2020 Exploring Media Ecosystems Conference: Key Takeaways

Highlights and key learnings from our second conference


Media Cloud

May 21, 2020

From inaccurate self-diagnosing methods to false promises of a magical cure, COVID-19 mis- and disinformation grows daily and spreads rampantly, as people are desperate for the most up-to-date information about an ever-changing situation. The magnitude of pandemic-related mis- and disinformation has led to fact-checking sites like Snopes becoming overwhelmed with the quantity of requests. Large platforms like Facebook, Twitter, and Reddit released a joint statement discussing how they are “combating fraud and misinformation about the virus.”

This struggle to combat mis- and disinformation in global health was a focus of the 2020 Media Ecosystems Conference, hosted in March by the Media Ecosystems Analysis Group, the non-profit arm of the Media Cloud project based at the Center for Civic Media at MIT and the Berkman Klein Center at Harvard. The two-day conference, which was hosted once before in 2018, brought together various researchers, journalists, academics, and other stakeholders in the current media landscape.

The first day of the conference discussed disinformation across platforms and across the world, while the second day had a specific focus about these topics in the context of global healthcare. Presentations included research about India, the Philippines, Malaysia, France, Italy, the US, Nigeria, and the MENA region, and researchers from institutions in France, Italy, the US, UK, India, Nigeria, Canada, Spain, and Germany took the stage. In addition, and in keeping with the ecosystems approach, the research presented covered a wide range of platforms (WhatsApp, Facebook, Twitter, Reddit, Open Web, 4chan) and methodologies (from quantitative to qualitative, from interpretative to computer science approaches). These conversations are especially important in light of our current global situation, and this post highlights some of the great speakers and presentations made during the conference.

The conference opened with remarks from Ethan Zuckerman, the director of the Center for Civic Media. He discussed the purpose of the conference, posing a central question for the audience:”Can we build social media that is plural in purpose, public in spirit, and participatory in governance?”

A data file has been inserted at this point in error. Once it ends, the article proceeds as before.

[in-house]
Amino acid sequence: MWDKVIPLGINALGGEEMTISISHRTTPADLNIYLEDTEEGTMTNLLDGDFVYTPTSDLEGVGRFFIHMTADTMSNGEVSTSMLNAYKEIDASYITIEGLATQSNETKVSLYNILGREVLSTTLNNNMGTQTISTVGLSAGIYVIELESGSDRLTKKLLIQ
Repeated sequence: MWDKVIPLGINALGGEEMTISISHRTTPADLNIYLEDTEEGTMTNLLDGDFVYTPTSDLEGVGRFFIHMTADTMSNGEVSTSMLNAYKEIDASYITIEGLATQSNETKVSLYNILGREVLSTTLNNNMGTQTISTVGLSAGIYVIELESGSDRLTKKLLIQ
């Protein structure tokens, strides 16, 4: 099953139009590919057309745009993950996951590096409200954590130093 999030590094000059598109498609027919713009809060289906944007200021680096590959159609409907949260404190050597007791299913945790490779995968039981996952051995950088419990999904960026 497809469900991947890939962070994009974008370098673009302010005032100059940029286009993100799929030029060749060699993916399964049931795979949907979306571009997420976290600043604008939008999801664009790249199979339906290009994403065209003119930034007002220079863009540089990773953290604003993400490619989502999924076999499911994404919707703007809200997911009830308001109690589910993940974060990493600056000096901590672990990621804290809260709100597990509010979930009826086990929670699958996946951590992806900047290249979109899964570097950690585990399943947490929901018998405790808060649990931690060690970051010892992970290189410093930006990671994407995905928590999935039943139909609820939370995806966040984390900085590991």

This question was a good transition into the rest of the sessions on the conference’s first day, which focused on political mis- and disinformation. Session topics ranged from deepfakes and misinformation on WhatsApp in India all the way to the emergence of various narratives of disinformation on Greta Thunberg.

One talk in particular I really enjoyed was Alexei Abraham’s talk about the use of influencers in spreading pro-authoritarian discourse in the Middle East. His research at the Citizen Lab looked at trending hashtags to see if inauthentic or manufactured Tweets came from automated bot accounts or human-driven “influencer” accounts. His results challenge the narrative that bots are heavily used to spread pro-authoritarian discussion on Twitter. Instead, it provokes the hypothesis that members with heavy social media influence engage in a hierarchical space, where they are encouraged, incentivized, or potentially even coerced to guide public opinion. His talk resonated with me because it reminded me that constantly analyzing and questioning assumptions is central to researching the media landscape.

The second day of the conference opened with a keynote by Lisa Nakamura, a scholar of race and gender in internet studies. Her keynote focused on how empathy is commonly proposed as a solution to the racism and sexism that occurs on digital platforms, but this solution does not hold anyone accountable. Nakamura emphasized that while companies know how to create influential platforms, they don’t know how to be accountable for what occurs on them. The rest of the day of the day focused on mis- and disinformation in healthcare and their effects.

Jonathan Ong’s presentation, “How Racist Speech and Coronavirus Conspiracy Theory Evade Fact-Checkers and Platforms in the Philippines,” was particularly timely. His presentation focused on the rise of the anti-Chinese sentiment that emerged in the Philippines when President Rodrigo Duterte shifted the country’s foreign policy to ally with China. Ong spoke about how during Duterte’s re-election campaign, those politically opposed to Duterte would circulate anti-China extreme speech with paid trolls. And when Duterte was slow to impose travel bans on China as COVID-19 began to spread, influencers and those opposing him began circulating conspiracies about China and the origins of the virus. Ong discussed how circulation of these messages has led to racism against Chinese people in the Philippines, citing examples like ride-sharing drivers refusing service to Chinese customers.

Today, we see examples of racism emerging across the world based on harmful narratives about the origins of COVID-19. And while misinformation in public health is not a novel problem, its effects have been highlighted and exacerbated in today’s time. Just as healthcare workers and researchers are racing to develop vaccines and treatments, media researchers, scholars, and companies should be racing to develop better methods for researching, preventing, and correcting mis- and disinformation about global healthcare topics. When we consider issues like health misinformation in the time of a pandemic, we remember that these challenges in the media ecosystem cut across borders, platforms, and subject matter. By sharing our learnings about these topics on a global scale more frequently, and learning from media research in fields ranging from politics to healthcare, we can more effectively address and combat mis- and disinformation .